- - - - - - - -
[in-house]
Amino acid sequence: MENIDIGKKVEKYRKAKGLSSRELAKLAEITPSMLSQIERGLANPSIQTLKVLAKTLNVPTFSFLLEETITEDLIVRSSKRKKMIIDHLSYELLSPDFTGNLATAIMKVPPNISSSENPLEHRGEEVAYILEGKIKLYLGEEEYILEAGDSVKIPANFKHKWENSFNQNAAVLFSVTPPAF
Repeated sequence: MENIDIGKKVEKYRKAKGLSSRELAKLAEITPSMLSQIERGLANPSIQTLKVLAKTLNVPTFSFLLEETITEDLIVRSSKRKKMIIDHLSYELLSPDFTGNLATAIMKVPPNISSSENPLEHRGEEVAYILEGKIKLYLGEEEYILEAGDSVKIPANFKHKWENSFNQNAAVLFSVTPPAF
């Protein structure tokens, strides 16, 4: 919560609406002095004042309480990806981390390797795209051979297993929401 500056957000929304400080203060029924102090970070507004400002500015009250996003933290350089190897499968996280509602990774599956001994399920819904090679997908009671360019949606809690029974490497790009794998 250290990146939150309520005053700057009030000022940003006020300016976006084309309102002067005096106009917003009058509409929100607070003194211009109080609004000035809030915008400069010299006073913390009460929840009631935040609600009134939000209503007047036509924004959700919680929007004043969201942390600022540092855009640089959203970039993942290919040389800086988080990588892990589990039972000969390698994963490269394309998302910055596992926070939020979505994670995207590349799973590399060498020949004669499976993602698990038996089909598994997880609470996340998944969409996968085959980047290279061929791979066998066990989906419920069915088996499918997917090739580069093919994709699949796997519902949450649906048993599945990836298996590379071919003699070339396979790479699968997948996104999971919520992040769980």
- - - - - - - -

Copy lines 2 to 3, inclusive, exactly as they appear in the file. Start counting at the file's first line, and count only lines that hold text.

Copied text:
Amino acid sequence: MENIDIGKKVEKYRKAKGLSSRELAKLAEITPSMLSQIERGLANPSIQTLKVLAKTLNVPTFSFLLEETITEDLIVRSSKRKKMIIDHLSYELLSPDFTGNLATAIMKVPPNISSSENPLEHRGEEVAYILEGKIKLYLGEEEYILEAGDSVKIPANFKHKWENSFNQNAAVLFSVTPPAF
Repeated sequence: MENIDIGKKVEKYRKAKGLSSRELAKLAEITPSMLSQIERGLANPSIQTLKVLAKTLNVPTFSFLLEETITEDLIVRSSKRKKMIIDHLSYELLSPDFTGNLATAIMKVPPNISSSENPLEHRGEEVAYILEGKIKLYLGEEEYILEAGDSVKIPANFKHKWENSFNQNAAVLFSVTPPAF